Skip to comments.Pentagon's semiconductor industry requirement for DNA markers
Posted on 11/21/2012 10:39:54 AM PST by ExxonPatrolUs
A new anti-counterfeiting requirement from the U.S. Defense Logistics Agency (DLA) at Fort Belvoir, Va., is triggering pushback from semiconductor manufacturers, who claim the new requirement is not an appropriate cure for electronics counterfeiting, does not authenticate legacy semiconductors, has not been tested adequately, and will increase semiconductor manufacturing costs.
The DNA-marking mandate, which became effective on 15 November requires all semiconductors sold to the U.S. Department of Defense (DOD) to be marked with DNA-based materials unique to each government contractor.
The intent is to prevent counterfeit parts from entering the DOD supply chain by authenticating each piece with a unique DNA-based signature. Using DNA is intended to provide a fool-proof fingerprint for each semiconductor the DOD buys to rule out the possibility of counterfeiting.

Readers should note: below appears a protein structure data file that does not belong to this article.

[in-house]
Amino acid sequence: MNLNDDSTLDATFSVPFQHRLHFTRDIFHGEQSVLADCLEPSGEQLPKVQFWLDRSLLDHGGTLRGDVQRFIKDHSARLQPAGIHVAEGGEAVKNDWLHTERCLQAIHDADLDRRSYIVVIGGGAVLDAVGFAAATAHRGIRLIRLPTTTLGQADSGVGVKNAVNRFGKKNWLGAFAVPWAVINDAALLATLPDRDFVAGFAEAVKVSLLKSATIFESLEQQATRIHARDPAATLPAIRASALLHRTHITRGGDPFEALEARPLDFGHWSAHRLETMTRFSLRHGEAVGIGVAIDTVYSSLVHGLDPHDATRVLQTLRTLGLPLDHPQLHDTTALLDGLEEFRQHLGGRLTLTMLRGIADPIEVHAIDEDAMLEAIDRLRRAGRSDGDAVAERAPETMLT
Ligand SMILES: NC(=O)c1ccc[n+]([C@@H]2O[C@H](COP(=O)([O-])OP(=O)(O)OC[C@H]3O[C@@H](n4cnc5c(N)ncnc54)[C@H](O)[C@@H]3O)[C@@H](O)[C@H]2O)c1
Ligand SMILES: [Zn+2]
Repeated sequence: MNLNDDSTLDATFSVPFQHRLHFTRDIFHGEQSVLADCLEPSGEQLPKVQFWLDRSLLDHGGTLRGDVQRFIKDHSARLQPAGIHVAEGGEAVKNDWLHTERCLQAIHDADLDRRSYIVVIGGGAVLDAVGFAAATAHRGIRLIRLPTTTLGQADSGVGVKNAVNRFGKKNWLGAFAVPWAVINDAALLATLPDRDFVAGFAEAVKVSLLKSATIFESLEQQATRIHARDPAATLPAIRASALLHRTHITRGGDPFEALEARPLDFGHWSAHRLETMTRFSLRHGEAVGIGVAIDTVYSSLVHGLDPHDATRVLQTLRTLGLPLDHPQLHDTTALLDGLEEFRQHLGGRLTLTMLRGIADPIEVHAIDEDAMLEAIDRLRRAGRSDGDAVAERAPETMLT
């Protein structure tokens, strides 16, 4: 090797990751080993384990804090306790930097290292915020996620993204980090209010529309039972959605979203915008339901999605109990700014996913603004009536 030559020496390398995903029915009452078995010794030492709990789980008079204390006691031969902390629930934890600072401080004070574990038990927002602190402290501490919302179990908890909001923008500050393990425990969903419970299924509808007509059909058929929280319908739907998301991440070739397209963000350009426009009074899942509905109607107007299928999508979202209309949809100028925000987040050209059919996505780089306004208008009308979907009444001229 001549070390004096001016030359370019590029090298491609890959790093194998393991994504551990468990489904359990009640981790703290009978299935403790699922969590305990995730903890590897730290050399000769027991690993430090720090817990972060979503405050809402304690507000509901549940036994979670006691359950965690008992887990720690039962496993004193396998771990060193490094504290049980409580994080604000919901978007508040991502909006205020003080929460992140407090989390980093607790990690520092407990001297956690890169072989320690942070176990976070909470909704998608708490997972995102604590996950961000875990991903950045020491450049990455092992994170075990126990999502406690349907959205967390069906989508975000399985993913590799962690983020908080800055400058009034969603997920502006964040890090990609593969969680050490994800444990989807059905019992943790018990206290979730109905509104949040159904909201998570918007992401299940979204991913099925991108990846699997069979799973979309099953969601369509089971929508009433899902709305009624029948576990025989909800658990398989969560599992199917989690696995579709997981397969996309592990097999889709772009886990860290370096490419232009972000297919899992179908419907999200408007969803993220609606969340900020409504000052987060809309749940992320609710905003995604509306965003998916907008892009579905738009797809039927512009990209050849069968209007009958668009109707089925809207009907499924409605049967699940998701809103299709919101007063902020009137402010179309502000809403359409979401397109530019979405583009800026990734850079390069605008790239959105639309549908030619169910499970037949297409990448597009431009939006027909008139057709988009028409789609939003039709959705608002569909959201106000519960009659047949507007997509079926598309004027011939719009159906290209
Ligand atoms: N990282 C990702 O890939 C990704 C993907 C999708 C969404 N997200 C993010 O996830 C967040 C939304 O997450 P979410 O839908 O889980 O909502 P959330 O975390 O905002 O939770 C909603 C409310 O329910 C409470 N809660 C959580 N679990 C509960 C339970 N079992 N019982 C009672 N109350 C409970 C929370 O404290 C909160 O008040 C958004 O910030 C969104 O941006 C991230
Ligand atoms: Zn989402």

(Excerpt) Read more at militaryaerospace.com ...
Yes, and the Chinese manufacturers of the DNA markers will be very careful to make sure all of the production goes to the intended US semiconductor manufacturers...
It’s not that hard to copy DNA. So it’s not clear how a DNA fingerprint would prevent counterfeiting.
The DNA mark is a hash of several thousand DNA strands, ONE of which is the authenticator, which is determined by a polymerase chain reaction analysis that is very specific to the target DNA and blind to the others. You could possibly include two targets.
A counterfeiter can indeed retrieve all the DNA strands, but would have to copy all of them, the chaff and the target, to succeed. They would not know which is the target strand. This would take quite a while.
The US supplier, though, just needs to add a known strand to the existing hash.
They use this technology in the UK in the dye packs that banks slip to robbers. Each dye mark can be traced to a specific bank.
That's the kind of regulation that is a bureaucrat's wet dream.